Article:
Fusion Energy on the Horizon? Again?

The big news recently as reported in Nature (13 December) was that researchers at the US National Ignition Facility carried out a reaction that made more energy than was put in. That looks great, right? The energy crisis is solved. Not so fast. What actually happened was that 192 lasers delivered 2.05 MJ of energy onto a pea-sized gold cylinder containing a frozen pellet of deuterium and tritium. The reason for all the lasers was to ensure that the input energy was symmetrical, and that caused the capsule to collapse under pressures and temperatures only seen in stars, and thermonuclear weapons. The hydrogen isotopes fused into helium, releasing additional energy and creating a cascade of fusion reactions. The laboratory claimed the reaction released 3.15 MJ of energy, roughly 54% more than was delivered by the lasers, and double the previous record of 1.3 MJ.

Unfortunately, the situation is a little less rosy than that might appear. While the actual reaction was a net energy producer based on the energy input to the hydrogen, the lasers were consuming power even when not firing at the hydrogen, and between start-up and shut-down they consumed 322 MJ of energy. So while more energy came out of the target than went in to compress it, if we count the additional energy consumed elsewhere but necessary to do the experiment, then slightly less than 1% of what went in came out. That is not such a roaring success. However, before we get critical, the setup was not designed to produce power. Rather it was designed to produce data to better understand what is required to achieve fusion. That is the platitudinal answer. The real reason was to help nuclear weapons scientists understand what happens with the intense heat and pressure of a fusion reaction. So the first question is, “What next?” Weapons research, or contribute towards fusion energy for peaceful purposes?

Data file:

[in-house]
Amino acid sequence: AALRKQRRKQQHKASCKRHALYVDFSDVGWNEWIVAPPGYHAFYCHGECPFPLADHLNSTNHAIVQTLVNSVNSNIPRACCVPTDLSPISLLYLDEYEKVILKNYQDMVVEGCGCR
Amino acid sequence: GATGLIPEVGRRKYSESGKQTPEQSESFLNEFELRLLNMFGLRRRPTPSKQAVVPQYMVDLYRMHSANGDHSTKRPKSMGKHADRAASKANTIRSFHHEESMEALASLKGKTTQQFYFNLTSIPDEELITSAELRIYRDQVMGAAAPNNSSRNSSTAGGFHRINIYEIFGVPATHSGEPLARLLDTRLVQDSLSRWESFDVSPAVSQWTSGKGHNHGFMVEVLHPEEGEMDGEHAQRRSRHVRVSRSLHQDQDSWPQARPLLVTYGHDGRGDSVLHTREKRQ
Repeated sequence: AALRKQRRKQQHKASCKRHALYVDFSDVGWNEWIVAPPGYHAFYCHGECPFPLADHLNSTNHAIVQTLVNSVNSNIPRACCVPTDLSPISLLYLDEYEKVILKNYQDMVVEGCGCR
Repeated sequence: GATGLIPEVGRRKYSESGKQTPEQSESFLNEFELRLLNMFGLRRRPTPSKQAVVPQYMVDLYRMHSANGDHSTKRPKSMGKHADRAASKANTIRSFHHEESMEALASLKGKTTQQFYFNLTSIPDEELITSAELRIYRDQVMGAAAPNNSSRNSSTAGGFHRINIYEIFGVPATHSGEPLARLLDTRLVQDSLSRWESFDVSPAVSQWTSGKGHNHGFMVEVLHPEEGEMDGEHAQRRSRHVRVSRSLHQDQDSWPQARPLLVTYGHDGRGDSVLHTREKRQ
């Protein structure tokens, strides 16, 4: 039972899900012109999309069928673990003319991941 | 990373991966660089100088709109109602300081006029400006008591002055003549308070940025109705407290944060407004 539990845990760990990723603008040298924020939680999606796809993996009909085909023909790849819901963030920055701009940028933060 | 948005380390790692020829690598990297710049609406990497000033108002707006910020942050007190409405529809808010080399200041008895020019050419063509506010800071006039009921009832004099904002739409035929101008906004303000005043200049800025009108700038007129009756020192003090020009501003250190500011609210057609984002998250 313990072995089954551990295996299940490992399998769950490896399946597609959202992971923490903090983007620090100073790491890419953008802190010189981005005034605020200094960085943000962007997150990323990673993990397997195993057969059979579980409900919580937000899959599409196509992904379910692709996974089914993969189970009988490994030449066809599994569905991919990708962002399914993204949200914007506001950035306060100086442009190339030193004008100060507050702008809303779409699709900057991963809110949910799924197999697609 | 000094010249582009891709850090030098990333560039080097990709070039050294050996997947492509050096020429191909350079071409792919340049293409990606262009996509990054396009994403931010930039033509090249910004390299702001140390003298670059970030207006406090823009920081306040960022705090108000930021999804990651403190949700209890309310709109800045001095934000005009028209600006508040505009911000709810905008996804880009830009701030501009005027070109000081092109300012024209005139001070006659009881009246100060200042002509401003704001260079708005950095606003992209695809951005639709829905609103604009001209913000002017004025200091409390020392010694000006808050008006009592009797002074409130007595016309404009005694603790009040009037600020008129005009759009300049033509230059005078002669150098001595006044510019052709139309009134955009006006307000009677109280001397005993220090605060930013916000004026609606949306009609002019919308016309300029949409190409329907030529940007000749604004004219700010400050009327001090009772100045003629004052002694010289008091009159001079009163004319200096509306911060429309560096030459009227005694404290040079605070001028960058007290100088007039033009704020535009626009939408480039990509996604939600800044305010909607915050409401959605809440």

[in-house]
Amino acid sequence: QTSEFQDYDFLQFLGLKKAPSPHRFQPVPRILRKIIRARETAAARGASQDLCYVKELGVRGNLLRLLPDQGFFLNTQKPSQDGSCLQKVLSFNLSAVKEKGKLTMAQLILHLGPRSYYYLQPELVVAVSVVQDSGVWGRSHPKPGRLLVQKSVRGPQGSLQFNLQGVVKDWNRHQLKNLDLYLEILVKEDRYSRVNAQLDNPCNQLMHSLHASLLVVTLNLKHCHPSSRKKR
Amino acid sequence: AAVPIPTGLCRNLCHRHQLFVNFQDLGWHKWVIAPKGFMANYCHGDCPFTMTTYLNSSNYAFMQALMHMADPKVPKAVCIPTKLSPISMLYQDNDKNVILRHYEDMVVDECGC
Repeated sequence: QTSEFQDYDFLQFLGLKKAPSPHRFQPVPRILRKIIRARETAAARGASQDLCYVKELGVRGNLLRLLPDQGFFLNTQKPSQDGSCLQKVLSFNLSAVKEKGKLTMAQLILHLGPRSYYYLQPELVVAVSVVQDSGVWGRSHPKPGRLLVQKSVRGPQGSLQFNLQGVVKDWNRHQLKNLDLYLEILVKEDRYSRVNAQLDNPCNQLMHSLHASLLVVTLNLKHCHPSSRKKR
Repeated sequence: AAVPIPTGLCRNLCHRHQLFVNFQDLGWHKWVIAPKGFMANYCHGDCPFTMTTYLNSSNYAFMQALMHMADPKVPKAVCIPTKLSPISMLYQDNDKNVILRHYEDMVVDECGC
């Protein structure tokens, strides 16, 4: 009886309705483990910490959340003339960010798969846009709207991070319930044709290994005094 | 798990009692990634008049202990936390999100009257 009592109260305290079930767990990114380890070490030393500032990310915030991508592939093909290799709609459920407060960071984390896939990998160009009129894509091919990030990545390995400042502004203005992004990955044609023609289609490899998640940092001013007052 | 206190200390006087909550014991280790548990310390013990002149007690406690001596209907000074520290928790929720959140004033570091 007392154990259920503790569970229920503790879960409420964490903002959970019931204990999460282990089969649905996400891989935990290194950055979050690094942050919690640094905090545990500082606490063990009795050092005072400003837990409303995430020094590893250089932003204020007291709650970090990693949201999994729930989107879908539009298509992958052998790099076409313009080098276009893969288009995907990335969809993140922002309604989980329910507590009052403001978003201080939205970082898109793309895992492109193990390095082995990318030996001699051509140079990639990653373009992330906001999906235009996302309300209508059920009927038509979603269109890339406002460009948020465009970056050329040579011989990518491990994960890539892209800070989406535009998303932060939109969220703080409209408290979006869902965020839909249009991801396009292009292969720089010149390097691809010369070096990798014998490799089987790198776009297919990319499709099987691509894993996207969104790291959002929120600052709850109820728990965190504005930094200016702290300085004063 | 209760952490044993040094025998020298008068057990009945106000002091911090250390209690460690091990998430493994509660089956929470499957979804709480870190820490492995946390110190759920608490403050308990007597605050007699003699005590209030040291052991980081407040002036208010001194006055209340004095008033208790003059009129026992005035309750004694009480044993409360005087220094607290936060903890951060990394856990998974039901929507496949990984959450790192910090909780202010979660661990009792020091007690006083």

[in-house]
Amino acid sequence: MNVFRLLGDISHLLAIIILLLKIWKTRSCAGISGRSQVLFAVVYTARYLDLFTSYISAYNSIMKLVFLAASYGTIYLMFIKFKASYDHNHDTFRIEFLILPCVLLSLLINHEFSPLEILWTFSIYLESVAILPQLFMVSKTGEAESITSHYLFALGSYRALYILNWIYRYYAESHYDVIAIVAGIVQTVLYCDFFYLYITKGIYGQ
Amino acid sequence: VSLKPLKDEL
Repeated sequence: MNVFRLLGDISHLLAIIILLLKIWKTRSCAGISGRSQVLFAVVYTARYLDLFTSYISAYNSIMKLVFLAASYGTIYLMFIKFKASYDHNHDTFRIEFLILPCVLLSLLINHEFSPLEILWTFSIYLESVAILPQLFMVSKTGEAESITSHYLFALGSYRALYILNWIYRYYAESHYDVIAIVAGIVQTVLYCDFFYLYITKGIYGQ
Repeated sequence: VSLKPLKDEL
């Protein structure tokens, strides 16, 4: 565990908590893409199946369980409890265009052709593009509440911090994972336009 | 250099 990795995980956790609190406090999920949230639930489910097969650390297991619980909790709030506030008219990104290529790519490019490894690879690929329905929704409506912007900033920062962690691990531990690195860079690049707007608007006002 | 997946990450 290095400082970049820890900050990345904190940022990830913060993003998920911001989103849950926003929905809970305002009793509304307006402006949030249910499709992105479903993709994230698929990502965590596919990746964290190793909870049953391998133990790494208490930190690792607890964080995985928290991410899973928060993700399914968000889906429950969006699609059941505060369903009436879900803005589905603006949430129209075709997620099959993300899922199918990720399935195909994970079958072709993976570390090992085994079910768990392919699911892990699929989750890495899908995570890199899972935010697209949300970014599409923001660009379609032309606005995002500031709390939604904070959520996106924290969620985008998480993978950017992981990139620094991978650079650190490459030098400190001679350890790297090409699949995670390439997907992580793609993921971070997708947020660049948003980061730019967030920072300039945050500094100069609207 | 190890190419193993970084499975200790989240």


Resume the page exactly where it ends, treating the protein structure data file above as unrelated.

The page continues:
Ther next question is, will this approach contribute to an energy program. If we stop and think, the gold pellet of frozen deuterium had to be inserted, then everything line up for a concentrated burst. You get a burst of heat, but we still only got 3 MJ of heat. You may be quite fortunate to convert that to 1 MJ of electricity. Now, if it takes, say, a thousand second before you can fire up the next capsule, you have 1 kW of power. Would what you sell that for pay for the gold capsule consumption?

That raises the question, how do you convert the heat to electricity? The most common answer offered appears to be to use it to boil water and use the steam to drive a turbine. A smarter way might be to use magnetohydrodynamics. The concept is the hot gas is made to generate a high velocity plasma, and as that is slowed down, the kinetic energy of the plasma is converted to electricity. The Russians tried to make electricity this way by burning coal in oxygen to make a plasma at about 4000 degrees K. The theoretical maximum energy U is given by

    U  =  (T – T*)/T

where T is the maximum temperature and T* is the temperature when the plasma degrades and the extraction of further electricity is impossible. As you can see, it was possible to get approximately 60% energy conversion. Ultimately, this power source failed, mainly because the cola produces a slag which damaged the electrodes. In theory, the energy could be drawn in almost 100 % efficiency.

Once the recovery of energy is solved, there remains then problem of increasing the burn rate. Waiting for everything to cool down then adding an additional pellet cannot work, but expecting a pellet of hydrogen to remain in the condensed form when inserted into a temperature of, say, a million degrees, is asking a lot.